It is the best-known line in the Communist Manifesto, the 1848 political pamphlet by Karl Marx and Friedrich Engels, at once a distillation of Marxist philosophy and a cri de coeur for exploited
proletariats everywhere: ”Workers of the world, unite! You have nothing to lose but your chains!“
In 1919, after the Bolshevik victory in the Revolution, the fledgling Russian Socialist Federated Soviet Republic issued a series of so-called ”Babylonian“ currency notes with this popular inscription,
written in seven languages: Russian, German, French, Italian, Greek, English, Arabic, and Chinese.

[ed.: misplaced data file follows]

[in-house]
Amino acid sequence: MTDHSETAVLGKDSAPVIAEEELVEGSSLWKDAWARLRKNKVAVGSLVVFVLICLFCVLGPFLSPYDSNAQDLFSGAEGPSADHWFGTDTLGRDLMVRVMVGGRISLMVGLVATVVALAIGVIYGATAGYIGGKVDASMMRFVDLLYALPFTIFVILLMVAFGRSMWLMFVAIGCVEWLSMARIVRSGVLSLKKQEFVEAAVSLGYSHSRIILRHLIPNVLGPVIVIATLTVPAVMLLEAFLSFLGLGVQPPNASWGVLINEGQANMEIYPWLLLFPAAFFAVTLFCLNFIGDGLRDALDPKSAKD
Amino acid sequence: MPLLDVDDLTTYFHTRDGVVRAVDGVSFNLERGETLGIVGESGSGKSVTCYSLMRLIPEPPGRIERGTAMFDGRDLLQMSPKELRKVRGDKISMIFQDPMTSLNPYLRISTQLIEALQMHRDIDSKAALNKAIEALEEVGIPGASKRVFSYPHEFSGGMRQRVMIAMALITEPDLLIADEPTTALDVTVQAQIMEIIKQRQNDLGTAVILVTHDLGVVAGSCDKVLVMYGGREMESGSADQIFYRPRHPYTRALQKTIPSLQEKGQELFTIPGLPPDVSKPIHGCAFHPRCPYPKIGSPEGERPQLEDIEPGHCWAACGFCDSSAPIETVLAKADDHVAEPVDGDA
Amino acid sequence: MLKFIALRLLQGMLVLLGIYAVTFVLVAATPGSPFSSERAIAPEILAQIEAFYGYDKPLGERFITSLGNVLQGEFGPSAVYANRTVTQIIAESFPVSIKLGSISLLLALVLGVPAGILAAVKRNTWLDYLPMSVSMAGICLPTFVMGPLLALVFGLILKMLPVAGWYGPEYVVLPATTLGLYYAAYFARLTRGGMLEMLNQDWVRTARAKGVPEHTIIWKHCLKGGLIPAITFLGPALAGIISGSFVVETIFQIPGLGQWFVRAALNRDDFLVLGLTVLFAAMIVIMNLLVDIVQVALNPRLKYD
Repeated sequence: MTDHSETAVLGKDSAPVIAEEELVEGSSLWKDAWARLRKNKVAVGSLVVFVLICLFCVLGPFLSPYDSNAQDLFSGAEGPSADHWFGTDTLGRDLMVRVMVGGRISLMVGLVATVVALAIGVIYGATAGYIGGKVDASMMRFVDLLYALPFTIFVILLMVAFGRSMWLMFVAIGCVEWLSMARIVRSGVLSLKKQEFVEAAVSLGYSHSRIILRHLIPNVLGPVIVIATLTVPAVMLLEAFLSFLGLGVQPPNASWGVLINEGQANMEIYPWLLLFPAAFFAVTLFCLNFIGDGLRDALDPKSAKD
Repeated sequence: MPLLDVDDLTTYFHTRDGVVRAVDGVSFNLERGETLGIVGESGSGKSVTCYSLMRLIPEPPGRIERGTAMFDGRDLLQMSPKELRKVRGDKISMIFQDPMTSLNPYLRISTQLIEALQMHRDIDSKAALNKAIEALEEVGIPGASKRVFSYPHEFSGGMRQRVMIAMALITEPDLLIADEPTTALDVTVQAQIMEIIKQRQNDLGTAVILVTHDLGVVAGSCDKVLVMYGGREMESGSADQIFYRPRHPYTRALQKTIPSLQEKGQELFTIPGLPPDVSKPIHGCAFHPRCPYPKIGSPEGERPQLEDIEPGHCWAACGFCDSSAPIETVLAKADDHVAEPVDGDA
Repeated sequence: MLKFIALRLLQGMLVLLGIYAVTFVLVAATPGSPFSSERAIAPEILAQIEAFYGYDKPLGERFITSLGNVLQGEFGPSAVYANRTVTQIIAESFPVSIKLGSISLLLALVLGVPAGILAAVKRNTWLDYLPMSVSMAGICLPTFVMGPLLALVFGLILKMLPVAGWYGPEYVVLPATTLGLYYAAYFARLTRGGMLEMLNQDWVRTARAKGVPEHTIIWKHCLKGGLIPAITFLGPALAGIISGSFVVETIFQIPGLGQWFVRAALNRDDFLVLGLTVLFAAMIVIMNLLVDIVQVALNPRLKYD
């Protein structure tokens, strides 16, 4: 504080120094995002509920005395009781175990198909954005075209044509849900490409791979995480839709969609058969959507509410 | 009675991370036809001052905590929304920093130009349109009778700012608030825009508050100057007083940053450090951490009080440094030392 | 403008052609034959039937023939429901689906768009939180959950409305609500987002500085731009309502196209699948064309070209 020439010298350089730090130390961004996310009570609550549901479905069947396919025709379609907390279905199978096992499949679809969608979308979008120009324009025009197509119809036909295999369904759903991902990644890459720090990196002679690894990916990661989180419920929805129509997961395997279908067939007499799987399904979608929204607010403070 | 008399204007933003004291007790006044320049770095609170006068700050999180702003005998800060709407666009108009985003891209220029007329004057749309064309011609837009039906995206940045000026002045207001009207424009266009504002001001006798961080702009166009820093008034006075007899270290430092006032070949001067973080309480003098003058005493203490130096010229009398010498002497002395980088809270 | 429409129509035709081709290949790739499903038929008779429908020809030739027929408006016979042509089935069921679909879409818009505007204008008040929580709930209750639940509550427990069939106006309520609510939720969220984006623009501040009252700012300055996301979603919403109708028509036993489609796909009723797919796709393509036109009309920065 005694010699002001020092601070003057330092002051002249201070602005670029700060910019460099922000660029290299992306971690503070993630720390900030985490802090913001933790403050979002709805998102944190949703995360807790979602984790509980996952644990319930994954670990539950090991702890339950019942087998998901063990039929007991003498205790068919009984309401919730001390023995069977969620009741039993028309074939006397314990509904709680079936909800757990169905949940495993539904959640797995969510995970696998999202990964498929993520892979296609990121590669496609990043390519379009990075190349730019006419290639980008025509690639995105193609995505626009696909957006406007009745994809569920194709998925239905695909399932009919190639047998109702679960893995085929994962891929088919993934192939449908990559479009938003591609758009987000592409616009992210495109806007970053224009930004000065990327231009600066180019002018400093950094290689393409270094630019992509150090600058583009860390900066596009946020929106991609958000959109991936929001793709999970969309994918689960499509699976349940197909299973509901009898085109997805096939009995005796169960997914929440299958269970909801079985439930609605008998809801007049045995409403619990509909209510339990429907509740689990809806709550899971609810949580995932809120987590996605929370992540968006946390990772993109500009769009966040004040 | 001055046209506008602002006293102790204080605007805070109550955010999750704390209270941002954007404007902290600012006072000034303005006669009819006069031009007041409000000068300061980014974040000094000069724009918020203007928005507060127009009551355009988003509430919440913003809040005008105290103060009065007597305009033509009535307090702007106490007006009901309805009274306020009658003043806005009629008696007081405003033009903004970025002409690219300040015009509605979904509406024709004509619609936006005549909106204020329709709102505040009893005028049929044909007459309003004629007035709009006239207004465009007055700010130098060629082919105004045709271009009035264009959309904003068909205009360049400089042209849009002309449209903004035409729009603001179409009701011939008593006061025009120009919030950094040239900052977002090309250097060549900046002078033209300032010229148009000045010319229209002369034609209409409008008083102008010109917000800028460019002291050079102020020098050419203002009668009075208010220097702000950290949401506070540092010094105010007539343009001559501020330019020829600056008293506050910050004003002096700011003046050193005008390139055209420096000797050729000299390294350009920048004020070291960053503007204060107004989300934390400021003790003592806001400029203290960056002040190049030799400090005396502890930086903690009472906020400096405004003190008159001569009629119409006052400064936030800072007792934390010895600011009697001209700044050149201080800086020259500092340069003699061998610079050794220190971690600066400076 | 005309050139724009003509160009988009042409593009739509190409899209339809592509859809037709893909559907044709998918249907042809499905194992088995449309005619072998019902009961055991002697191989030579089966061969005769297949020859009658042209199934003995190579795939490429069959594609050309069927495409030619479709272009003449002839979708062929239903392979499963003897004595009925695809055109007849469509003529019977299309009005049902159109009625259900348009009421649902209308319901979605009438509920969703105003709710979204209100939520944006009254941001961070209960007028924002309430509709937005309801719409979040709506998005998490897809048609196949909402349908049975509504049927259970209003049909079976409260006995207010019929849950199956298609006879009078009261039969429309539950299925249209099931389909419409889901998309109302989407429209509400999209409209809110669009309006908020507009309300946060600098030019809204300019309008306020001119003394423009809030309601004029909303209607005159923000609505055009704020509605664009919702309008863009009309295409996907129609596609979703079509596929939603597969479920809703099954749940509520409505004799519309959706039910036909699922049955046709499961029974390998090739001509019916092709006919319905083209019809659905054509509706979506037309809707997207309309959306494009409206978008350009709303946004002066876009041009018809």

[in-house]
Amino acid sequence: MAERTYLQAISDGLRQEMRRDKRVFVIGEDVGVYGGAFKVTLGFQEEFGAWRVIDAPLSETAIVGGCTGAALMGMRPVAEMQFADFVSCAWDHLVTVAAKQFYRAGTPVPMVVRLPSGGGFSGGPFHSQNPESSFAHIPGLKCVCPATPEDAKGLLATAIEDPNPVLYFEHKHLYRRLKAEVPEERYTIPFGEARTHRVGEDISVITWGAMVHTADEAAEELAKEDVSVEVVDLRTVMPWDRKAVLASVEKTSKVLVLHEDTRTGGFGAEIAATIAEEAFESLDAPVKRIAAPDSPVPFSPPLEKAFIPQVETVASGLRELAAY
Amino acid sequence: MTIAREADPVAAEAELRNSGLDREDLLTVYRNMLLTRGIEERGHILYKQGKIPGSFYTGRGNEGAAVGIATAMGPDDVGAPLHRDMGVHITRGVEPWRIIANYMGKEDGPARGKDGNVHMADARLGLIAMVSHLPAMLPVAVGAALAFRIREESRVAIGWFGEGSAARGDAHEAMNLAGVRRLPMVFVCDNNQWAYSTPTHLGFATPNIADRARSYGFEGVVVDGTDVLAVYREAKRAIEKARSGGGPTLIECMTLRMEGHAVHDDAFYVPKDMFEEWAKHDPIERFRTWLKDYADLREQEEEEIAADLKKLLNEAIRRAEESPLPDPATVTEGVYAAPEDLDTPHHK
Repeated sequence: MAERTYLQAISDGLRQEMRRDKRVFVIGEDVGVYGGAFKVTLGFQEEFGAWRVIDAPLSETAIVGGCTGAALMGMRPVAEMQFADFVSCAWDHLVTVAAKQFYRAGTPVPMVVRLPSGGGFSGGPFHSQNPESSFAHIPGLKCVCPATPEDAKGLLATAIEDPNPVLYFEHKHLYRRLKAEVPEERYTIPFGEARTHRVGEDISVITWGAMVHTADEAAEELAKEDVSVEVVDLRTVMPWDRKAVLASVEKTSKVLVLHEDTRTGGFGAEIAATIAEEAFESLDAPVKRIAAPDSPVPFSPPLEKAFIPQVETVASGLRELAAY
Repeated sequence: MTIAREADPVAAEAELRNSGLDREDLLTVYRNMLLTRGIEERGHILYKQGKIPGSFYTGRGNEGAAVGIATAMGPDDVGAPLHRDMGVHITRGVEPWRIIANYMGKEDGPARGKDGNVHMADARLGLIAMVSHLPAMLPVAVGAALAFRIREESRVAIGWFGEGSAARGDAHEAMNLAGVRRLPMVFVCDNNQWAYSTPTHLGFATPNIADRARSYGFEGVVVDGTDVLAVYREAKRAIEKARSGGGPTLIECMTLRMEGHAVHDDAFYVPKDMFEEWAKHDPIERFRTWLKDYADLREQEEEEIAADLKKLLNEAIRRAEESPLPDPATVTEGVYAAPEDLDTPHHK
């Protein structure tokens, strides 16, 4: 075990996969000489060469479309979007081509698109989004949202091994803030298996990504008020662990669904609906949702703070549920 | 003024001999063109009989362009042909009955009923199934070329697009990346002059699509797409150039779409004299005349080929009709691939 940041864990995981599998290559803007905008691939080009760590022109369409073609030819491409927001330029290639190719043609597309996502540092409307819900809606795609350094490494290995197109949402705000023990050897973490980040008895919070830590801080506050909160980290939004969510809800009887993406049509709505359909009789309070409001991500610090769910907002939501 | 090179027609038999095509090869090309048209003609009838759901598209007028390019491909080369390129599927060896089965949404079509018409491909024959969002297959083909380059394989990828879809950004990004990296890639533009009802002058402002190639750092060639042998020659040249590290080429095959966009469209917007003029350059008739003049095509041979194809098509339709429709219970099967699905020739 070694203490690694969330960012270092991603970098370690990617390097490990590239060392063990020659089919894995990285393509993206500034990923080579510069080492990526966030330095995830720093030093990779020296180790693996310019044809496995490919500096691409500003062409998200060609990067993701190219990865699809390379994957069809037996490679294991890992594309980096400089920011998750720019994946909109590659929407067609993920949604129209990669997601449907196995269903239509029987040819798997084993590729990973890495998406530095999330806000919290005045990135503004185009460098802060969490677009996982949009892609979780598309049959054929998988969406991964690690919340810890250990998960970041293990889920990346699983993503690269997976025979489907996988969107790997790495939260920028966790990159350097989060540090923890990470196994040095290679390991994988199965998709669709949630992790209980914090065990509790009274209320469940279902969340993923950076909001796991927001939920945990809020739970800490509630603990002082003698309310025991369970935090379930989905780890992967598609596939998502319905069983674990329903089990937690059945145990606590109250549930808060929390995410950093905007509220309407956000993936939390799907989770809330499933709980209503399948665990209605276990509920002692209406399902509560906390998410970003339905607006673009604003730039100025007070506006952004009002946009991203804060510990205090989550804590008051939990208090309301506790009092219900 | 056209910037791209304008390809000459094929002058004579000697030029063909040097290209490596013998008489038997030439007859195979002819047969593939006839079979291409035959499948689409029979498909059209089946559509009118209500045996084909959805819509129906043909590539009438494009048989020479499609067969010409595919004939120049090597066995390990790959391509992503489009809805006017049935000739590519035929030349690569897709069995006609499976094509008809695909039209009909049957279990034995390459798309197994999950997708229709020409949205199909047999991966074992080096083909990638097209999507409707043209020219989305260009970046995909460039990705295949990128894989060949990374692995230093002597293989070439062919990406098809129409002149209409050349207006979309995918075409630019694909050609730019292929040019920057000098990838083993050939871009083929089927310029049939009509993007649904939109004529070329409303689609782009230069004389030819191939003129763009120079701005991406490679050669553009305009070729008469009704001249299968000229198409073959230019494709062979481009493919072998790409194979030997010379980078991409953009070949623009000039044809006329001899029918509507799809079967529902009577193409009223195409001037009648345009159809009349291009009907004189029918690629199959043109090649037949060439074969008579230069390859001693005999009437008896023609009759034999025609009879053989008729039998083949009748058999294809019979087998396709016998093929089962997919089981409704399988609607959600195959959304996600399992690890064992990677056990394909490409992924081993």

In 1937, to commemorate the 20th anniversary of the Bolshevik revolution, the Soviet Union issued a new series of chervonsky featuring the portrait of Vladimir Lenin. Note the hammer-and-sickle arms
at the upper left center.
This set contains a well-circulated Soviet ”Babylonian“ note, as well as a 3 chervonets banknote
featuring the portrait of Lenin.